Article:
NCAC 20th Anniversary
NORTH COAST ATHLETIC CONFERENCE CELEBRATES 20TH ANNIVERSARY;
CLEVELAND, Ohio -- The 2003-04 academic year marks the 20th anniversary of the founding of the North Coast Athletic Conference. The NCAC's commitment to equity, its broad base of athletic programs and its unwavering insistence on excellence in academics has served as a basis for success both on and off athletic fields. In conjunction with the 20th annivesary, the conference will be announcing All-Decade teams in all 22 of its sports throughout the year. The release of the seven fall teams begins with football on Thursday, August 7. The announcement will be made at the annual NCAC Football Media Day, to be held at the Granville Inn.
The fall of 1984 launched the first playing season for the new experiment called the North Coast Athletic Conference, a new playing conference in the NCAAs Division III.
The Conferences new principles and goals were revolutionary in the conservative world of college athletics at the time. As we mark the NCACs 20th Year of operation, the Conference, with its strong commitment to equity and excellence, has been a model to change the face of college athletics at all levels in the NCAA. That leadership in the early 1980s has also trickled down and changed the face of sports programs at the high school level.
Most prominent was the NCACs stance, written into the preamble of its constitution, that womens sports would have equity with mens sports. Except for a few conferences that had just added womens sports (like the Big Ten in 1983), the NCAC was the first to state that this was a key goal of operation. Hard to believe today, but in 1984, most every conference was setup for mens college sports onlyand then, just for football and mens basketball. NCAC members withdrew from conferences that resisted adding womens sports.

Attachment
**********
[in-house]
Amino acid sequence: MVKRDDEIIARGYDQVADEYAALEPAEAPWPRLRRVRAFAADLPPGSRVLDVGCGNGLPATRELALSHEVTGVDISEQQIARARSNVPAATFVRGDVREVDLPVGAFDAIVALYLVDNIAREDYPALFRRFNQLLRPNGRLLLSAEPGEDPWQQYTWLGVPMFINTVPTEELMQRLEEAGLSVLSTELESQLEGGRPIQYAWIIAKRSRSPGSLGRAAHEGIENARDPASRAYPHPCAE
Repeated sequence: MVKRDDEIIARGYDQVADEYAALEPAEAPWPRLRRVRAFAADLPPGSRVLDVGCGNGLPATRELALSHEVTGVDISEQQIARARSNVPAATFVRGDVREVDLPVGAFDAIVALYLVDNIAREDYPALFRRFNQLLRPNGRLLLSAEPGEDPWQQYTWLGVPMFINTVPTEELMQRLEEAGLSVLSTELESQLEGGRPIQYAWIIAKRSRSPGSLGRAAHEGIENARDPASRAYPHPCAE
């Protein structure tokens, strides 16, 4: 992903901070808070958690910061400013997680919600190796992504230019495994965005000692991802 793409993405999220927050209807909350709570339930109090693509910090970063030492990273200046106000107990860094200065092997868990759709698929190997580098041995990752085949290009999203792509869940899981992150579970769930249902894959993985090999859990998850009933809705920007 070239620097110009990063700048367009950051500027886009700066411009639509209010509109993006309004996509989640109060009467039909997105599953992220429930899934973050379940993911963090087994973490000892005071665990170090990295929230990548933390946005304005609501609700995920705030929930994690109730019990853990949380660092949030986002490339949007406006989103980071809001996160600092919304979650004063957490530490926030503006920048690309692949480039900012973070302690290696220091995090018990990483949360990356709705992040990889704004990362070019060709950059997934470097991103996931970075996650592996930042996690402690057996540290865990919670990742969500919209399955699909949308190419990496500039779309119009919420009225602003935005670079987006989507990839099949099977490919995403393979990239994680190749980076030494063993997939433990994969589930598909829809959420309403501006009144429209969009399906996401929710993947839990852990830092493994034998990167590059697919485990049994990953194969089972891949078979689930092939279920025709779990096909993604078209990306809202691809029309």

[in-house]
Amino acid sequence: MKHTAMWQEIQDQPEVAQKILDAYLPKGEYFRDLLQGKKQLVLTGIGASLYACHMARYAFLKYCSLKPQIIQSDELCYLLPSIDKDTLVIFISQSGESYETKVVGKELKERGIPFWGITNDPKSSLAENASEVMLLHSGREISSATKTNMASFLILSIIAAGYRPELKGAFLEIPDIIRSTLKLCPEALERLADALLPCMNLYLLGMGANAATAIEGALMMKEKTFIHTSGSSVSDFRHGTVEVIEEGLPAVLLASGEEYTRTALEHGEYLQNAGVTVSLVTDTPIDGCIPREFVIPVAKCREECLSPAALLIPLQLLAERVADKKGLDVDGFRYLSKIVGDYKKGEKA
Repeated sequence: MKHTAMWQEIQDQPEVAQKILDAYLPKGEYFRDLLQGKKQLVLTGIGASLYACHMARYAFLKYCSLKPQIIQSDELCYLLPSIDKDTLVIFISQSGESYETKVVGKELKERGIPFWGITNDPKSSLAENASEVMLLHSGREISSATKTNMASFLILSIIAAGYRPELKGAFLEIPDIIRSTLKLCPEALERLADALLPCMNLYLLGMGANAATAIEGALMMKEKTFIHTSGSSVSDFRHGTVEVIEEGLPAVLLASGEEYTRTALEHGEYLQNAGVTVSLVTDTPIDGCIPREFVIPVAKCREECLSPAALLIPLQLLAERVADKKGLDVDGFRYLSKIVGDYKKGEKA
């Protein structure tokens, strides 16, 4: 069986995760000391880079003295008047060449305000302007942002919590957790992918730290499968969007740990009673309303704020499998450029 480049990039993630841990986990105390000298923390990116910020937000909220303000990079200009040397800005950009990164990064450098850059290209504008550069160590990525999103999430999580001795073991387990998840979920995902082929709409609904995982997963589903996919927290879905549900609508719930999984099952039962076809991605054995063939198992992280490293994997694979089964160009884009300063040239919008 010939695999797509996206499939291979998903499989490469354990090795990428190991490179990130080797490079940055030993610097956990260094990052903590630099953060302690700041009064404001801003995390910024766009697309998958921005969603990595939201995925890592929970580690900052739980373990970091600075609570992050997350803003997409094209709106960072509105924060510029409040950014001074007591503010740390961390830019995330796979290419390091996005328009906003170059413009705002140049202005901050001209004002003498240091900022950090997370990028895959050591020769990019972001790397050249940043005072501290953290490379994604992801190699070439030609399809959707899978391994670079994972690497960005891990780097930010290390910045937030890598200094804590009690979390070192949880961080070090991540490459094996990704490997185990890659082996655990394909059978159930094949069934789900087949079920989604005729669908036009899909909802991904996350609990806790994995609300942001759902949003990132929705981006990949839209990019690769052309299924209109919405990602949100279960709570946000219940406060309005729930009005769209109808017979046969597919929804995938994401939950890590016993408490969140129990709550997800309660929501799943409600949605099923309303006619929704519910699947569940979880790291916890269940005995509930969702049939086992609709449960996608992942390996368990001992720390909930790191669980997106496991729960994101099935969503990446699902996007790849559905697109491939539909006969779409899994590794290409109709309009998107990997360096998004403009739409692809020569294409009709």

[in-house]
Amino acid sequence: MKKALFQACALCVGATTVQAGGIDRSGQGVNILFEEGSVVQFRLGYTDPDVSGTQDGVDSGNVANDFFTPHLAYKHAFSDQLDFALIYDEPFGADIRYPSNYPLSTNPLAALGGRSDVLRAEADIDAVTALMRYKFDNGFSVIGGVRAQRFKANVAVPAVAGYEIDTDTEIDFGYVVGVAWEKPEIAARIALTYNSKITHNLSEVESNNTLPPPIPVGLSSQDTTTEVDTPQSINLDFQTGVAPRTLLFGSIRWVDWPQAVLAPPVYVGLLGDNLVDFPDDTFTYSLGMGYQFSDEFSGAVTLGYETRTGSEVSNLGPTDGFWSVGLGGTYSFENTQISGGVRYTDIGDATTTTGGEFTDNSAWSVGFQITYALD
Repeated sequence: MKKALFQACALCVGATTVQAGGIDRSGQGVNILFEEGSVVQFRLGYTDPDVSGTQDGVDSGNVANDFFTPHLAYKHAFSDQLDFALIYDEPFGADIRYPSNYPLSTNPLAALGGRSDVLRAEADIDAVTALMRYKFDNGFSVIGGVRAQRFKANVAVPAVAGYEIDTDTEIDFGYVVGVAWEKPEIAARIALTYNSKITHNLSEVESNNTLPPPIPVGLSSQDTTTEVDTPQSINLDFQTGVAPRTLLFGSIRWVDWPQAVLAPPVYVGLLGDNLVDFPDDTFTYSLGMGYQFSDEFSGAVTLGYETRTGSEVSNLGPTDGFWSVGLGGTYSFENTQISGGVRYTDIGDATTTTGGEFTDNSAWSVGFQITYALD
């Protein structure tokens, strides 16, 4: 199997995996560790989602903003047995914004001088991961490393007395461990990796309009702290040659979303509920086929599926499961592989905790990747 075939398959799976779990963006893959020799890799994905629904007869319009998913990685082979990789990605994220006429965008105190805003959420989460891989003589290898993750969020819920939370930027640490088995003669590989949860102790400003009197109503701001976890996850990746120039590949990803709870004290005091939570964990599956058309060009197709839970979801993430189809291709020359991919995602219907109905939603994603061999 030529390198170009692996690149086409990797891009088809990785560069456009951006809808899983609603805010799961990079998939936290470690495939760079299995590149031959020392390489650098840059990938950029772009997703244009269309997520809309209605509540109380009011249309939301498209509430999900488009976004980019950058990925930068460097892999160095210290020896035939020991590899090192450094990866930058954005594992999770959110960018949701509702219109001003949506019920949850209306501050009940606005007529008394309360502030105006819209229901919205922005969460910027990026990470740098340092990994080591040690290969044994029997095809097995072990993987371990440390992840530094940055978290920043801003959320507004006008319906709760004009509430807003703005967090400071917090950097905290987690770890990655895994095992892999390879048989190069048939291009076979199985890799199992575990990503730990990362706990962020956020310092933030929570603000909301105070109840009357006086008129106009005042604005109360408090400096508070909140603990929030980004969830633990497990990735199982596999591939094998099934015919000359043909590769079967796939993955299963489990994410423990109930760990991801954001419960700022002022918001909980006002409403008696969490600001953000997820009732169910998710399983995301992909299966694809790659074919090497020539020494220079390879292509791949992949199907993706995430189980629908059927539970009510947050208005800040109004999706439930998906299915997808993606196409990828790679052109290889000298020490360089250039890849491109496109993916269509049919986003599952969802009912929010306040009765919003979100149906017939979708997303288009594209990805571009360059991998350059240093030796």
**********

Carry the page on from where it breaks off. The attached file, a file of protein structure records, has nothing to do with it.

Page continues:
Marquee sports, major and minor sports, revenue-producing sportsall were catchphrases of the early 1980s, says Dennis Collins, the NCACs only Executive Director, now in his 20th season at the NCAC helm. The environment was not only completely different than today, it was openly hostile to womens sports and every sport other than football and mens basketball.
The results of our early positions have resulted in acceptance of womens sports and contributed to the media coverage of all sports, states Baird Tipson, President of Wittenberg University and the current president of the NCAC.
NCAC founders decided that womens sports and all sports were important to their colleges and stated so in their new constitution (there are now 22 NCAC sports). As a result, the NCAC emphasized all sports, including swimming, soccer, field hockey, and volleyball, in addition to football and mens basketball. This also was wildly revolutionary. One of the major results of these decisions was that coaching staffs had to be increased, fields and facilities expanded and the overall budgets of NCAC colleges jumped dramatically. These proactive positions were well ahead of the punitive nature of the Title IX debate, which came in the later 1980s.
College presidents made these decisions, along with key input from their mens and womens athletic administrators and faculty athletic representatives. There is no way these advances could have been made without the commitment of these NCAC presidents.